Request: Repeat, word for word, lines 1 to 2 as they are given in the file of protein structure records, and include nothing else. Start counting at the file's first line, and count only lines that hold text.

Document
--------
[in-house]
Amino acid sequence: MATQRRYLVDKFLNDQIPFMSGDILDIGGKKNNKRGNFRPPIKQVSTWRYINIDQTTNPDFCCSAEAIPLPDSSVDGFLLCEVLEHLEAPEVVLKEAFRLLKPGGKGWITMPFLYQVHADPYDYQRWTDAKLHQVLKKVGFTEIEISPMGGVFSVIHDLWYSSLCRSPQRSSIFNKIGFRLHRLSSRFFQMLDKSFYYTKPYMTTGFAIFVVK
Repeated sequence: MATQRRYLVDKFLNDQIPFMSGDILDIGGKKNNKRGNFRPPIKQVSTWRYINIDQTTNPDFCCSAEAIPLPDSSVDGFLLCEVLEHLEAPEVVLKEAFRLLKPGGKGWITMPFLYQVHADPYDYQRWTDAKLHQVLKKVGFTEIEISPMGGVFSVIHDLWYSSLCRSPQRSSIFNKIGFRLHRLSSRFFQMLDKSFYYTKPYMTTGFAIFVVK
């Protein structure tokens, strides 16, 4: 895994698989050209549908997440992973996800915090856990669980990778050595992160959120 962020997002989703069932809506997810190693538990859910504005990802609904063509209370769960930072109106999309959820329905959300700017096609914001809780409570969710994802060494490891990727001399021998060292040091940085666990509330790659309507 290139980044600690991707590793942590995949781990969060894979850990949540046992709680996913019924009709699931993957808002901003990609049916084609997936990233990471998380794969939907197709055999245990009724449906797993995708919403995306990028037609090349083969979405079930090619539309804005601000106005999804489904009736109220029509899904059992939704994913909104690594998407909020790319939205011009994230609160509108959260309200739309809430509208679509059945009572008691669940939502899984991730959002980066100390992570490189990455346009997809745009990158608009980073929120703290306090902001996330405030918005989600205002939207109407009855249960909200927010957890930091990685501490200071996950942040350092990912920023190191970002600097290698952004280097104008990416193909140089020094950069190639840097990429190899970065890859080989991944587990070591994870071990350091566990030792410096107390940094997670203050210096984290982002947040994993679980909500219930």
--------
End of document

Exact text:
[in-house]
Amino acid sequence: MATQRRYLVDKFLNDQIPFMSGDILDIGGKKNNKRGNFRPPIKQVSTWRYINIDQTTNPDFCCSAEAIPLPDSSVDGFLLCEVLEHLEAPEVVLKEAFRLLKPGGKGWITMPFLYQVHADPYDYQRWTDAKLHQVLKKVGFTEIEISPMGGVFSVIHDLWYSSLCRSPQRSSIFNKIGFRLHRLSSRFFQMLDKSFYYTKPYMTTGFAIFVVK